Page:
Autophagy mitigates high-temperature injury in pollen development of Arabidopsis thaliana

Gönül Dündar, Zhenhua Shao, Nahoko Higashitani, Mami Kikuta, Masanori Izumi, Atsushi Higashitani

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26 Citations (Scopus)


Autophagy is one of the cellular processes that break down cellular components during senescence, starvation, and stress. The susceptibility of plant pollen development to high-temperature (HT) stress is well known, but the involvement of autophagy in HT injury is yet to be clarified. Here, we found that following transfer to 30 °C, all autophagy-deficient (atg) mutants (atg2-1, 5-1, 7-2, and 10-1) of Arabidopsis thaliana tested displayed visibly impaired pollen development and anther dehiscence. HT-induced male sterility significantly increased in the atg mutants, but the degree of HT-induced obstacles did not change between the wild type (WT) and mutants from the seedling stage to the bolting stage. Cytological analyses showed that 30 °C promoted autophagy and autolysosome formation in both anther wall cells and microspores in developing anthers of WT, but the atg5-1 mutant did not show completion of tapetum degeneration and microspore maturation. HT upregulated hydrogen peroxide and dehydroascorbate reductase 1 production in both WT and atg5-1 anthers, but the basal levels were already higher in the mutant. HT repressed expression of UNDEAD and its regulator MYB80, which are required for tapetal programmed cell death (PCD) for proper pollen development. Taken together, our results suggest that autophagy functions in tapetum degeneration and pollen development during HT-caused tapetal PCD abortion.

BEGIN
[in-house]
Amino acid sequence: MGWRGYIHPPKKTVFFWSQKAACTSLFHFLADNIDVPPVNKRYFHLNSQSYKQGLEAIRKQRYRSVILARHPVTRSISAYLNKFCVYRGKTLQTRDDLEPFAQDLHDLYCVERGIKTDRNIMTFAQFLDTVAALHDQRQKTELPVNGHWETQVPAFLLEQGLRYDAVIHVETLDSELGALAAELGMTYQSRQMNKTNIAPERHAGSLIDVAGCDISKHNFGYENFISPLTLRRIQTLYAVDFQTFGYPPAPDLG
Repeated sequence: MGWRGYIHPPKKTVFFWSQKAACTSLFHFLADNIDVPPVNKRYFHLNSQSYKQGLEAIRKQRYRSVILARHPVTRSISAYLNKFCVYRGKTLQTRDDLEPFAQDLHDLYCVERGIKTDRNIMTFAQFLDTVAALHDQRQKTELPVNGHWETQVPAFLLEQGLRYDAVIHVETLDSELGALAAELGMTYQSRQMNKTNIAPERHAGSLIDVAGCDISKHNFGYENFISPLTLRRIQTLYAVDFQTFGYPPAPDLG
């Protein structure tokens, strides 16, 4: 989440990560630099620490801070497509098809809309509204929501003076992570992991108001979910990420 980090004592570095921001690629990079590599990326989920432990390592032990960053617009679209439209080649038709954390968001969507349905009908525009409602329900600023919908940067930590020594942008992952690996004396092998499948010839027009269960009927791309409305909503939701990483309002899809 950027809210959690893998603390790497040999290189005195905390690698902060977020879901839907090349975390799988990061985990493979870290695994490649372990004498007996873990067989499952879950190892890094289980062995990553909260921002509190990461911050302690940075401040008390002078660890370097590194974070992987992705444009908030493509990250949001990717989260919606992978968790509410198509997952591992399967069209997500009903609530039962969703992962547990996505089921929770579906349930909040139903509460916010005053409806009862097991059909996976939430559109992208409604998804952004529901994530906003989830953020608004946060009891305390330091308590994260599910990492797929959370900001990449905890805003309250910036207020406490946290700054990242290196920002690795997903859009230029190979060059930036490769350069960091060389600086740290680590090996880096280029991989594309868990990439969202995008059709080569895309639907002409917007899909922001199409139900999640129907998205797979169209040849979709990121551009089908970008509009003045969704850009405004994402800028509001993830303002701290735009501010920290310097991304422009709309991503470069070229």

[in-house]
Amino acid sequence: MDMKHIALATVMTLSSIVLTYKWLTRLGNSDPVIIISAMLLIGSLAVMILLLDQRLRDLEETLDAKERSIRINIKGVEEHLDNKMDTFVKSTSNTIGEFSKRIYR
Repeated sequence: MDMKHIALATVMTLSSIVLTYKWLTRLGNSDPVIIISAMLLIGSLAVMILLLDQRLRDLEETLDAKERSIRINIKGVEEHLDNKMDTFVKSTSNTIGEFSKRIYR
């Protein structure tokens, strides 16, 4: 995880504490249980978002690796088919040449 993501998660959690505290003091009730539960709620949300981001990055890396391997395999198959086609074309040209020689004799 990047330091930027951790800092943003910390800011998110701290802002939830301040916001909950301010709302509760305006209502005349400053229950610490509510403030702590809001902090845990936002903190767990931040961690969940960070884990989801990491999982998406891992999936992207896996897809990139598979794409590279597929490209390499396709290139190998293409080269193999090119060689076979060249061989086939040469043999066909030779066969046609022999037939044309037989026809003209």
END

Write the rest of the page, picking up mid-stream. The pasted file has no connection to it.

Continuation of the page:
Original languageEnglish
Pages (from-to)190-200
Number of pages11
JournalDevelopmental Biology
Issue number2
Publication statusPublished - 2019 Dec 15


  • ATG
  • High temperature
  • Male sterility
  • MYB80 signaling
  • Oxidative damage
  • PCD
  • Tapetum


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